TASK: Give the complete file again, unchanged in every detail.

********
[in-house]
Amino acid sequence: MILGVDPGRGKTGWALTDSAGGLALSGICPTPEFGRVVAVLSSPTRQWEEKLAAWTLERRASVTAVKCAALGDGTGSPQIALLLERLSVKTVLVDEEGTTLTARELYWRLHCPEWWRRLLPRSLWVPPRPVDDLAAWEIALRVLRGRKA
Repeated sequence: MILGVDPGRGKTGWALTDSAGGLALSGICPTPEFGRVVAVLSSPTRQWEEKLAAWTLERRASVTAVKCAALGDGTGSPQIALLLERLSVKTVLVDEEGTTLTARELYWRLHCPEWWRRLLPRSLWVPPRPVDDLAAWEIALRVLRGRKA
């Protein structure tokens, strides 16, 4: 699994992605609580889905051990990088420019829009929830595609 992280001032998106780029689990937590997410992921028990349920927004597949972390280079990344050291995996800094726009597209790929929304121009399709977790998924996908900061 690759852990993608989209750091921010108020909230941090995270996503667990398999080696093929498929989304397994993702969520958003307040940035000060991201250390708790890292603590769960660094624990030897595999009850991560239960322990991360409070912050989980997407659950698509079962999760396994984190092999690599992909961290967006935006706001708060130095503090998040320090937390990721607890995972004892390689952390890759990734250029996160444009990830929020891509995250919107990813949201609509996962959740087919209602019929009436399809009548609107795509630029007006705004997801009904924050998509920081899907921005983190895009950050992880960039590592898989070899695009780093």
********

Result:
[in-house]
Amino acid sequence: MILGVDPGRGKTGWALTDSAGGLALSGICPTPEFGRVVAVLSSPTRQWEEKLAAWTLERRASVTAVKCAALGDGTGSPQIALLLERLSVKTVLVDEEGTTLTARELYWRLHCPEWWRRLLPRSLWVPPRPVDDLAAWEIALRVLRGRKA
Repeated sequence: MILGVDPGRGKTGWALTDSAGGLALSGICPTPEFGRVVAVLSSPTRQWEEKLAAWTLERRASVTAVKCAALGDGTGSPQIALLLERLSVKTVLVDEEGTTLTARELYWRLHCPEWWRRLLPRSLWVPPRPVDDLAAWEIALRVLRGRKA
């Protein structure tokens, strides 16, 4: 699994992605609580889905051990990088420019829009929830595609 992280001032998106780029689990937590997410992921028990349920927004597949972390280079990344050291995996800094726009597209790929929304121009399709977790998924996908900061 690759852990993608989209750091921010108020909230941090995270996503667990398999080696093929498929989304397994993702969520958003307040940035000060991201250390708790890292603590769960660094624990030897595999009850991560239960322990991360409070912050989980997407659950698509079962999760396994984190092999690599992909961290967006935006706001708060130095503090998040320090937390990721607890995972004892390689952390890759990734250029996160444009990830929020891509995250919107990813949201609509996962959740087919209602019929009436399809009548609107795509630029007006705004997801009904924050998509920081899907921005983190895009950050992880960039590592898989070899695009780093």